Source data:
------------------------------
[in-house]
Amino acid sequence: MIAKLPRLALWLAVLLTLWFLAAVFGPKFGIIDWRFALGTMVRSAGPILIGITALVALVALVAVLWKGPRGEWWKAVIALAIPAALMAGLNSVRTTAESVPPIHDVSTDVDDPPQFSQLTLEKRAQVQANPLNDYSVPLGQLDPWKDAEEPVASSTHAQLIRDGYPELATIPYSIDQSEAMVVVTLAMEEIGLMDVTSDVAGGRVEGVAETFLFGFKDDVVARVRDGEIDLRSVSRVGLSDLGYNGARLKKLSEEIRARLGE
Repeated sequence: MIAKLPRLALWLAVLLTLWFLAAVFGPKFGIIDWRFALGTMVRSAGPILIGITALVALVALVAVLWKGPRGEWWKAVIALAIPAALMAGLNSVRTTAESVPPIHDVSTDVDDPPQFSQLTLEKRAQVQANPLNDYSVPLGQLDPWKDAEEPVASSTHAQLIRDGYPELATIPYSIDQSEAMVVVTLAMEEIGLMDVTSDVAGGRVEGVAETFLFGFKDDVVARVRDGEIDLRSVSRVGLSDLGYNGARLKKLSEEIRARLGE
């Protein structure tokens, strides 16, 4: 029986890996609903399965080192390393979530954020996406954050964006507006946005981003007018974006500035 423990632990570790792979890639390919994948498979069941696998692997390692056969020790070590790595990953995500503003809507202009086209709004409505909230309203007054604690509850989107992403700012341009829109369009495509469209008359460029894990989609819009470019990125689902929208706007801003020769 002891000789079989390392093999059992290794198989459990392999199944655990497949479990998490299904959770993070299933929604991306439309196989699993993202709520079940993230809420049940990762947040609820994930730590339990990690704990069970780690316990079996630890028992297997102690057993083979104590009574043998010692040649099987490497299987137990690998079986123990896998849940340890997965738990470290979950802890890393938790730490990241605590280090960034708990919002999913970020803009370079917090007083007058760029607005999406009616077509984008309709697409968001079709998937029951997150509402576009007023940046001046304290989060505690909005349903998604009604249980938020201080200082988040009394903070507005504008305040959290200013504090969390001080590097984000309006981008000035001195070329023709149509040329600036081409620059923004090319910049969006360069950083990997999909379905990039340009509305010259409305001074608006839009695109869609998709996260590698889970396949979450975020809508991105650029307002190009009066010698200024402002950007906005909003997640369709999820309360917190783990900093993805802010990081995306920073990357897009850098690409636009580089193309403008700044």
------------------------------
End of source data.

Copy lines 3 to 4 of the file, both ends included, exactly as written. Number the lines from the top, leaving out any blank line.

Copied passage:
Repeated sequence: MIAKLPRLALWLAVLLTLWFLAAVFGPKFGIIDWRFALGTMVRSAGPILIGITALVALVALVAVLWKGPRGEWWKAVIALAIPAALMAGLNSVRTTAESVPPIHDVSTDVDDPPQFSQLTLEKRAQVQANPLNDYSVPLGQLDPWKDAEEPVASSTHAQLIRDGYPELATIPYSIDQSEAMVVVTLAMEEIGLMDVTSDVAGGRVEGVAETFLFGFKDDVVARVRDGEIDLRSVSRVGLSDLGYNGARLKKLSEEIRARLGE
């Protein structure tokens, strides 16, 4: 029986890996609903399965080192390393979530954020996406954050964006507006946005981003007018974006500035 423990632990570790792979890639390919994948498979069941696998692997390692056969020790070590790595990953995500503003809507202009086209709004409505909230309203007054604690509850989107992403700012341009829109369009495509469209008359460029894990989609819009470019990125689902929208706007801003020769 002891000789079989390392093999059992290794198989459990392999199944655990497949479990998490299904959770993070299933929604991306439309196989699993993202709520079940993230809420049940990762947040609820994930730590339990990690704990069970780690316990079996630890028992297997102690057993083979104590009574043998010692040649099987490497299987137990690998079986123990896998849940340890997965738990470290979950802890890393938790730490990241605590280090960034708990919002999913970020803009370079917090007083007058760029607005999406009616077509984008309709697409968001079709998937029951997150509402576009007023940046001046304290989060505690909005349903998604009604249980938020201080200082988040009394903070507005504008305040959290200013504090969390001080590097984000309006981008000035001195070329023709149509040329600036081409620059923004090319910049969006360069950083990997999909379905990039340009509305010259409305001074608006839009695109869609998709996260590698889970396949979450975020809508991105650029307002190009009066010698200024402002950007906005909003997640369709999820309360917190783990900093993805802010990081995306920073990357897009850098690409636009580089193309403008700044």